At the crack of dawn, we slipped out of our hotel in Ubud and met Gung as the sun was rising to make our way to Padang Bai to catch our boat to the Gili Islands. Half a day later and we ended up in paradise. Imagine swimming with turtles in the clearest, warmest water and digging your toes into the pure white sand. We stayed at Seri Meno resort, which was fabulous. The hotel boasts beachfront villas where you can watch the sunrise and set every day and enjoy a pristine beach right at your doorstep.
Gili Meno is known for its turtle population and its ecosystem. We swam with sea turtles and saw a colourful array of marine life – it’s a magical experience. Be sure to go diving to find the underwater sculpture a beautiful place below the surface that is slowly becoming a coral reef. Go in the morning to avoid the crowds in the afternoon and be sure to bring your Go Pro or underwater camera to capture it! Ideally, you would want a 360-degree view camera for this to capture everything. According to chouprojects.com, there are quite a few good ones which are waterproof. Gili Meno has a very slow pace of life and it’s the perfect place to relax, do yoga, meditate and unwind. Rent bikes from your hotel and cycle around the island or walk along the beach and take in the scenery.
There is a little turtle sanctuary on the island that is also well worth a visit. You can donate a few ££ to help maintain the sanctuary and save the baby turtles. A little goes a long way here on Gili Meno! The centre of the island has a native population of 5,000. You can walk through the village, but be respectful, avoid taking photos and cover up as it’s a Muslim community. It’s an eye-opening experience to see how the natives live.
We mostly ate at the resort, but there are a lot of local warungs to visit. On our last night, we ate at Pojok No 5 Star, a no-frills, tiny little warung that served up incredible Balinese cuisine. There’s only six seats and it’s only open for dinner. Go during lunch to place your order for dinner as they start to prepare the food earlier on in the day and will have it ready for you by the time you arrive. It’s a cool expeirence.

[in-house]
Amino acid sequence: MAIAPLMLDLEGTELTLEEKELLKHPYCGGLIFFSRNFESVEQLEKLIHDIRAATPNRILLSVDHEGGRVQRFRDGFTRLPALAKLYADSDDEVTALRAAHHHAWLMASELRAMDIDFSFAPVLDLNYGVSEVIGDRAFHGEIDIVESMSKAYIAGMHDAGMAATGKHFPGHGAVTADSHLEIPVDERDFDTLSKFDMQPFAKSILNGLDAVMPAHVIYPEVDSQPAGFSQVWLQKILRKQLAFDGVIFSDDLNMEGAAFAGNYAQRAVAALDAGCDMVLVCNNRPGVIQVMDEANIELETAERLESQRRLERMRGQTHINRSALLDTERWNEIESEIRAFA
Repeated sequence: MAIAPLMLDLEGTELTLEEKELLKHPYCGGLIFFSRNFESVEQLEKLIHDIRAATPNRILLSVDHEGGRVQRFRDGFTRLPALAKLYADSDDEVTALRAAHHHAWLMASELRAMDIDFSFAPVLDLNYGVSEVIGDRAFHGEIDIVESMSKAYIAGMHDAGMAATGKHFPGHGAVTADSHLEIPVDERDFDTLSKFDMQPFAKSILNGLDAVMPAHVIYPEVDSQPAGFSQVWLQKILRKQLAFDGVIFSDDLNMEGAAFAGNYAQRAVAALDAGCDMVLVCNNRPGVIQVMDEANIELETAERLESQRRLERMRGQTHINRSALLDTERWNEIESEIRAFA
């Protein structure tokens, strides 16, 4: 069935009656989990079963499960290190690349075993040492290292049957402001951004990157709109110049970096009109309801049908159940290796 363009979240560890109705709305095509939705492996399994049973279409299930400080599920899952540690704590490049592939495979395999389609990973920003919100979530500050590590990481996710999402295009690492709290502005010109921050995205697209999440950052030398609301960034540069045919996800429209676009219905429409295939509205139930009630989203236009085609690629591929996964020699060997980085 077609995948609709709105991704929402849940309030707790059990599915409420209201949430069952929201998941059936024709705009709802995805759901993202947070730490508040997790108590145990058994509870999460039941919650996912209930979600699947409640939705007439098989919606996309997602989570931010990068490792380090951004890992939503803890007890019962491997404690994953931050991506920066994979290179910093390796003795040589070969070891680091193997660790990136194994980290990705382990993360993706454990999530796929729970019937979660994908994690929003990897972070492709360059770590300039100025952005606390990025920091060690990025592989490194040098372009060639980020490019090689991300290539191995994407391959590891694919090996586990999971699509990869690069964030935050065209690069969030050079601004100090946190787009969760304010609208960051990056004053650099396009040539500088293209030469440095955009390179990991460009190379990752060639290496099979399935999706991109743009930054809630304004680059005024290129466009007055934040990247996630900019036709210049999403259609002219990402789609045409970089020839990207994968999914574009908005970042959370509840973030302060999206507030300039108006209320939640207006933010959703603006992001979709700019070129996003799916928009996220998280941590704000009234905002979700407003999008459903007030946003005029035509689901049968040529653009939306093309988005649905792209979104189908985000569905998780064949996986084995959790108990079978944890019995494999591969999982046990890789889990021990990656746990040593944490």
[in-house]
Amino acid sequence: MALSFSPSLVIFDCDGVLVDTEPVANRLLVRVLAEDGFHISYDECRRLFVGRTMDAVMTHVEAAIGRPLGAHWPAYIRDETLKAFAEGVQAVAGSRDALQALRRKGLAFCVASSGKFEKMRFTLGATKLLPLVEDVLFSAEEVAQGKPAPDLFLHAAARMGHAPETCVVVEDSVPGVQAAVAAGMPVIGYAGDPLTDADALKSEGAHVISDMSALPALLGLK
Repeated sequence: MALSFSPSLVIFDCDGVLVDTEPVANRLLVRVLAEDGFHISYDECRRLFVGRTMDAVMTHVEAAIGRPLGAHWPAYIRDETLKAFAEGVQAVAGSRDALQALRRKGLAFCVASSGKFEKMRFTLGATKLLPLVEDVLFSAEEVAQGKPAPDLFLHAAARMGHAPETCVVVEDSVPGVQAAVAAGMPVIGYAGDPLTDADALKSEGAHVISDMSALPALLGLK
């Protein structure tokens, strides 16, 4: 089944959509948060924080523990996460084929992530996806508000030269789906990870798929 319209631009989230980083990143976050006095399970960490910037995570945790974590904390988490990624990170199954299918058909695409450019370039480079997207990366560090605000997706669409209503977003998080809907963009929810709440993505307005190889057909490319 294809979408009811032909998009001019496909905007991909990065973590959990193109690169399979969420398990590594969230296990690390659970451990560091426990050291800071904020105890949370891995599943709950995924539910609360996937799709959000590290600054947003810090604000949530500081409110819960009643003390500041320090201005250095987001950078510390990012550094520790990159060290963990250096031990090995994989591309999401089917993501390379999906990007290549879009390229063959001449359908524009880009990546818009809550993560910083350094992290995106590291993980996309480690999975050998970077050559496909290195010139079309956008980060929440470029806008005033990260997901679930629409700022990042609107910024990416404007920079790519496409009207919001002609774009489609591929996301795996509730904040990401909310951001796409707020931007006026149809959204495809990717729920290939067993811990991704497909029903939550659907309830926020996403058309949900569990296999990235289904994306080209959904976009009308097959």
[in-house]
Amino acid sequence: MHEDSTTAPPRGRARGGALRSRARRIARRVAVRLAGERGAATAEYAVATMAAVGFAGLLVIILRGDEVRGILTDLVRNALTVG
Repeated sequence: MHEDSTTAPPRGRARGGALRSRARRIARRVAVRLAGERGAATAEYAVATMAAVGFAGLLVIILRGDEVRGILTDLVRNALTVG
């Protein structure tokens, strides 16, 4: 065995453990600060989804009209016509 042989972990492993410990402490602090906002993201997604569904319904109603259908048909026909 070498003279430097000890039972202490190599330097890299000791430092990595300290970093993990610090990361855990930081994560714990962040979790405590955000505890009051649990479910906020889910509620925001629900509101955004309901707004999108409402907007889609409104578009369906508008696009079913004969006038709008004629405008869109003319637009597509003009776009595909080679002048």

Day 12: Padang Bai
On our last day in Bali, we said goodbye to Gili Meno and got the boat back to Padang Bai for our final day and night of the trip. We stayed at Bloo Lagoon Eco-Resort and our villa overlooked the ocean with 360-degree views! It was the most unique hotel I’ve stayed at as it didn’t have any walls. On our very last day, it rained a bit, so we didn’t do much other than admiring the sweeping ocean views from our room and relax before heading back to Singapore. The hotel does have complimentary yoga in the morning and they can arrange a few day tours for you as well. There is a small beach at the bottom of the cliff where you can go snorkelling, but there is quite a bit of rubbish, which is disappointing. While I loved our hotel in Padang Bai, I would recommend staying another day in the Gilis or exploring a different area of Bali closer to the airport, such as Seminyak as there wasn’t much to do in Padang Bai.
Our trip to Bali was all we could have asked for and more and we came home with a lot of amazing memories. It’s a part of the world I’ve always wanted to see and I am forever grateful Ciaran and I got to experience it together! I’ll be writing more in-depth blog posts about the hotels we stayed at, restaurants I’d recommend visiting, and more information about the sites we saw, so stay tuned…